Typical Texas Parole Supervision Levels

After being released from prison, unless the full term was served, offenders face a period of time on which they are under the supervision of the Texas Department of Pardons and Parole. They will be assigned to a local office and a local parole officer who administers their supervision and basically keeps an eye on them.

There are basically three levels of parole supervision, excluding the ones with special conditions such as sex offender and violent felons facing a Super Intensive Supervision Program (SISP) which we will discuss in another post.

Minimum Level of Supervision

The minimum level of supervision  usually requires the following activity and conditions:

• One contact with the offender each month (usually in person but can be changed to telephone by the parole officer)

• Verification of employment and/or verification of any counseling attended that month

• The parole officer can also have contact with a person other than the offender such as the employer or spouse if they deem it     necessary

• A change in the residence of the parolee requires verification within 30 days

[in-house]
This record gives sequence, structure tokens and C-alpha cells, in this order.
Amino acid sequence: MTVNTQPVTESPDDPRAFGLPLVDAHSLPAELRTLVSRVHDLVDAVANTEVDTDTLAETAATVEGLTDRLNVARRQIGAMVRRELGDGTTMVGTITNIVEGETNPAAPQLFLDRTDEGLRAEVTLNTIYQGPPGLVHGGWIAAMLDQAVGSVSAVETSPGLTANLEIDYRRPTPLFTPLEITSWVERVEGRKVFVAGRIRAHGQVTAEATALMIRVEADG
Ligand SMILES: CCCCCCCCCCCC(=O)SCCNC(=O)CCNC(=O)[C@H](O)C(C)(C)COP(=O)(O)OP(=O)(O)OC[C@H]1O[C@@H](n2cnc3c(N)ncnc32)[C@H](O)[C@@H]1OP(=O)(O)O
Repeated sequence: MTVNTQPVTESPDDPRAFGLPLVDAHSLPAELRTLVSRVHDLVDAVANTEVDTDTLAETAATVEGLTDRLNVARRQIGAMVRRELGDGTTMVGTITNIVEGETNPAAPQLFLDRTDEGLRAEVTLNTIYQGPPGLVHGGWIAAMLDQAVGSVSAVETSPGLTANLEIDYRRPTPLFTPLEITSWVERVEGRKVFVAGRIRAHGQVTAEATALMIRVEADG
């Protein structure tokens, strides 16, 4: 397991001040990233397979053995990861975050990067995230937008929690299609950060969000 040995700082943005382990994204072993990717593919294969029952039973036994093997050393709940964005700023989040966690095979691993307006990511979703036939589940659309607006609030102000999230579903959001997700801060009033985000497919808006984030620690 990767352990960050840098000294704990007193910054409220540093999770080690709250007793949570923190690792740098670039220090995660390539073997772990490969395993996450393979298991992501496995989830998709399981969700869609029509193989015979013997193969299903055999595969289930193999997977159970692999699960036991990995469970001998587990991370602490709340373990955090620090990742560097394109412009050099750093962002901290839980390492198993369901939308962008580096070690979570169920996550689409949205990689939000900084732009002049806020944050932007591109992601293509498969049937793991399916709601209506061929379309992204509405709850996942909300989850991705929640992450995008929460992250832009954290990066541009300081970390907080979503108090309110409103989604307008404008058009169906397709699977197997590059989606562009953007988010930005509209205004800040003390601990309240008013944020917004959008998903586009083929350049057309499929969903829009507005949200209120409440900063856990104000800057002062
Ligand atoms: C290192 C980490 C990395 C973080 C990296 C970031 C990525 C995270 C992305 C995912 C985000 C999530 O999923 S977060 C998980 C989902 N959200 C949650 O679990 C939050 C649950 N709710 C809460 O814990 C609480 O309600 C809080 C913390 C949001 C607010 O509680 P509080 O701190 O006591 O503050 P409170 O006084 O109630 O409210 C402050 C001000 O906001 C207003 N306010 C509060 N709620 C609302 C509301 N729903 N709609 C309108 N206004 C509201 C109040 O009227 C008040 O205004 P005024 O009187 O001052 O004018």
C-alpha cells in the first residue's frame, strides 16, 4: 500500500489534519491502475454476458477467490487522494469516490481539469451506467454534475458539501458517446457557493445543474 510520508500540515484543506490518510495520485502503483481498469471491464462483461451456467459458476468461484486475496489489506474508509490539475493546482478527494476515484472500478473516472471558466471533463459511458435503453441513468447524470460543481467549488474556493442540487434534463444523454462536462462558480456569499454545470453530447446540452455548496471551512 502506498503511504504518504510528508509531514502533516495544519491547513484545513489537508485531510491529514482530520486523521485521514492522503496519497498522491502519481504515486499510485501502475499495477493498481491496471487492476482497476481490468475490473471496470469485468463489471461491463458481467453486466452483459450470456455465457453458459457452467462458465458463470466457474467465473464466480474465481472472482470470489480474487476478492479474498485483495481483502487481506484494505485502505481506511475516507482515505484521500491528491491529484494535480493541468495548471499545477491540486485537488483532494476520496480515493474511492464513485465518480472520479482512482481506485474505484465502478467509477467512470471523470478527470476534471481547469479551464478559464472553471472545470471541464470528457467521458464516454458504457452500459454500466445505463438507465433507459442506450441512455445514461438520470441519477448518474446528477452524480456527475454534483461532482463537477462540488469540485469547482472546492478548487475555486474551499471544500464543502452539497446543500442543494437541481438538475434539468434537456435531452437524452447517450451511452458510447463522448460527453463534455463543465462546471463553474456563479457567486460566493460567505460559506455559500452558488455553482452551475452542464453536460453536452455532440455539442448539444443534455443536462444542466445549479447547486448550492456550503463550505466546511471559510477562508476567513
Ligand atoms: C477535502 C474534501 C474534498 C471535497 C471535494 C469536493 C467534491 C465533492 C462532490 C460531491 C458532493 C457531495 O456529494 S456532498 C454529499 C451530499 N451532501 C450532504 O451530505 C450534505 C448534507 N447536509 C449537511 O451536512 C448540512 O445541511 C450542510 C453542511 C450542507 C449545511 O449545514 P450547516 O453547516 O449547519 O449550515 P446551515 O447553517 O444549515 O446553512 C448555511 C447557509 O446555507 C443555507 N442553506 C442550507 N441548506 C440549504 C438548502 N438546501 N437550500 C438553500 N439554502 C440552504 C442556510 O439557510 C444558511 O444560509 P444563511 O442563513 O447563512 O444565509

Medium Level of Supervision

•  Unless the parole officer says different, there must be at least one contact in the parole office each month

• There is also contact with the offender/parolee at home or in the field every other month. This is referred to as a "home visit".

• The parolee has to provide monthly verification of employment and any required counseling

• The parole officer can also have contact with a person other than the offender such as the employer or spouse if they deem it     necessary

• A change in the residence of the parolee requires verification within 30 days

  

Maximum Level of Supervision

 

•  There must be at least one contact in the parole office each month, but more can be required

• There is also contact with the offender/parolee at home or in the field every month

• The parolee has to provide monthly verification of employment and any required counseling

 

• The parole officer can also have contact with a person other than the offender such as the employer or spouse if they deem it     necessary

• A change in the residence of the parolee requires verification within 30 days

At any of these levels, but particularly at the Maximum Level of Supervision, the parole officer can require additional restrictions such as an ankle monitor to verify location within the residence at any required times.

It is also normal for anyone on parole to be drug tested at either designated times or at random by a computer choosing their name.

Author: Staff Writer